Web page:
All of our museum friends share this goal, and when we meet and talk, our main objective is to capture Great River Road & Lincoln Highway tourists. So when they visit The Sawmill, we send them to the Windmill, to Camanche's Eco-Center, to Eagle Point Park, to the Discovery center, to the Curtis Mansion, to the Historical Society, to the historic churches, provide them with a guide to all the properties around town, share upcoming dates at the Lumberkings & Showboat, and well you get the drift.
The objective is not solely to share traffic, but to keep people in town long enough to eat. Then maybe they shop. Then they will check out the nighttime events. Then get a hotel. Before they go on, or maybe discover the casino or other activities to do the next day.
About 15-20% of guests, who fill out a survey, provide economic numbers. The question posed is how much are you planning to spend in Clinton? Most of our tourists are campers, so they are staying outside of Clinton, and will list $100-$150 planned to spend. Some will be staying in a hotel, so they list $200-$250 in Clinton. As we've grown, visitors are beginning to list $10-$30
|Museums are a great partner for area businesses. We pride ourselves in providing exposure for our sponsors.|
The usual Clinton visitor is why The Sawmill works so hard to be involved in the Lincoln Highway, Great River Road, and Silos & Smokestacks networks. The crossroads mean visitors go through Clinton, or can choose to, when going to larger destinations in the state. Or they are traveling back home to on Highway 30 (east or west). We have billboards on the road to capture them, and they are the ones who are spending $10-30 dollars. It might not seem like much but!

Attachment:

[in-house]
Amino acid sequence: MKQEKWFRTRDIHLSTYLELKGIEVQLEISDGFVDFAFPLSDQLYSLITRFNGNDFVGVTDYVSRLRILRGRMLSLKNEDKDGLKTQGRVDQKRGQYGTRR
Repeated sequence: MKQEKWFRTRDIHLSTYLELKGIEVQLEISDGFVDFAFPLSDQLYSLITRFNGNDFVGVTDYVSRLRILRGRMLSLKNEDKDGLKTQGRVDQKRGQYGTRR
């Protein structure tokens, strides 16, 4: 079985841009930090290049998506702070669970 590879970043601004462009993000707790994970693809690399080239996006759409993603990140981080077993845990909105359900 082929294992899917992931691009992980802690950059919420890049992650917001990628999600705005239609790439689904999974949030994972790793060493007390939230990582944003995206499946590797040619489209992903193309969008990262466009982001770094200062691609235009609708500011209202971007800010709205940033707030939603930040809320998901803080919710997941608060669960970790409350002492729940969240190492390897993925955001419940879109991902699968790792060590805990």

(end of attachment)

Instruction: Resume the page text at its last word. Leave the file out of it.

With around 10,000 paid visitors the past two years, and this year well on our way to 12,000+ visitors, the usual breakdown in our book is 60% regional and 40% out of region. So the museum is attracting around 5,000 or more out of region travelers. So let's say these 5,000 are only passing through getting a bite to eat and some gas, that's $200,000 worth of goods and services purchased.
But as mentioned in the beginning, our hope is to send guests to another site (and sites will also send guests our way). This is where it's more anecdotal, but I'm very excited to share these stories:
|Have you joined your CVB? EITA? Travel Iowa? Great River Road? Lincoln Highway? Your local Byway?|
1. Recently some guests from central Iowa came in the dead of winter-- well should have been spring but the weather was bad all March! The local business community had put together a consignment crawl for a particular weekend. We share the maps for visitors because it's a great DIY exploration of antiques in the community. Well these guests picked up the map and through talking, we convinced them of a nice evening at the Candlelight and then in the morning do the crawl themselves. So they got a hotel.